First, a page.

First among Campbell's allegations is that, in 2014, Nurse Brown performed a digital-rectal exam to evaluate his complaints of hemorrhoids and that the exam caused him pain and emotional distress. Doc. 1 at 4-5, 51-52; 53-54; 55-56. He claims that this evaluation amounted to rape and has caused him mental anguish. Id. He also alleges that Brown provided him with Milk of Magnesia to treat his hemorrhoids. Id. at p. 53-54.

         Campbell's medical records (totaling 1, 537 pages) reveal that he submitted various sick call requests with complaints regarding his hemorrhoids beginning in 2011 and was treated by various medical providers, including Nurse Brown, through 2015, when the hemorrhoids were surgically removed. He was first evaluated by Nurse Brown regarding his hemorrhoids on January 29, 2013. See Medical Records at 425-426 attached to defendant Brown's Motion [80] as Exhibit A.[1] Nurse Brown prescribed hemorrhoid ointment. Id. She treated Campbell again for complaints of pain, constipation, diarrhea, and hemorrhoids on May 12, 2014. Id. at 777. The notes show that Campbell initiated the visit with complaints of blood in his urine and stool - and that Nurse Brown evaluated him and provided treatment by updating his medications. Id. Campbell's medical records also show that on July 28, 2014, Nurse Brown performed another rectal exam during which Campbell screamed. Id. at 831-832. Nurse Brown explained to Campbell that he is going to have some pain associated with chronic neck and back problems and that she was there to help him. Id. He responded that he understood and he was tired of the pain. Id. Nurse Brown then evaluated and treated him. Id.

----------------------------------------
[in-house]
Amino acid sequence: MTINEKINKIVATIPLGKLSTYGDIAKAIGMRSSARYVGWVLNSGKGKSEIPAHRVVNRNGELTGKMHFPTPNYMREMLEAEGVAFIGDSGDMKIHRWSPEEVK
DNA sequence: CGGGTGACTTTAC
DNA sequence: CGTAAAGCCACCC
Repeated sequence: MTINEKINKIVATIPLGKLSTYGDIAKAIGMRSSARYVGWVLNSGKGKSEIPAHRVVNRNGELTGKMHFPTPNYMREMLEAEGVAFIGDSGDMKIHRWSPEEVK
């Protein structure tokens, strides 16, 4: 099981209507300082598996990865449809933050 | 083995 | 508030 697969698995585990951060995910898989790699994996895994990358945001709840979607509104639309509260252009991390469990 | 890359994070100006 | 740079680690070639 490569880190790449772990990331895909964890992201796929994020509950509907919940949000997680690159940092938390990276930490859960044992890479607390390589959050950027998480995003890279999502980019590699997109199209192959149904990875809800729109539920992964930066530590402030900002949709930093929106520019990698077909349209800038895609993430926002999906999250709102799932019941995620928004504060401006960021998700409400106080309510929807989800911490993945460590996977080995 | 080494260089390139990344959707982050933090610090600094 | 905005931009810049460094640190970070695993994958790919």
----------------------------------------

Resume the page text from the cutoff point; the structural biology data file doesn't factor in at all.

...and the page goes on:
Campbell submitted another Sick Call Request for regarding hemorrhoids on August 15, 2014, and Nurse Brown treated him on August 19, 2014. Id. at 585-589. She provided Campbell ointment for his hemorrhoids. Id.

         On December 22, 2014, Campbell again reported to medical with complaints of passing blood in his stool. Id. at 1014. The medical records reveal that Nurse Brown was not able to assess him; indeed a security officer escorted him from the clinic due to his aggressive behavior. Id. at 1 OHIO 15. Later that day, Dr. Paul Madubuonwu examined Campbell, noting that Campbell would not permit Nurse Brown to perform a rectal exam. Id. at 1015. Campbell requested hemorrhoid surgery, and he was evaluated as a candidate for surgery on ...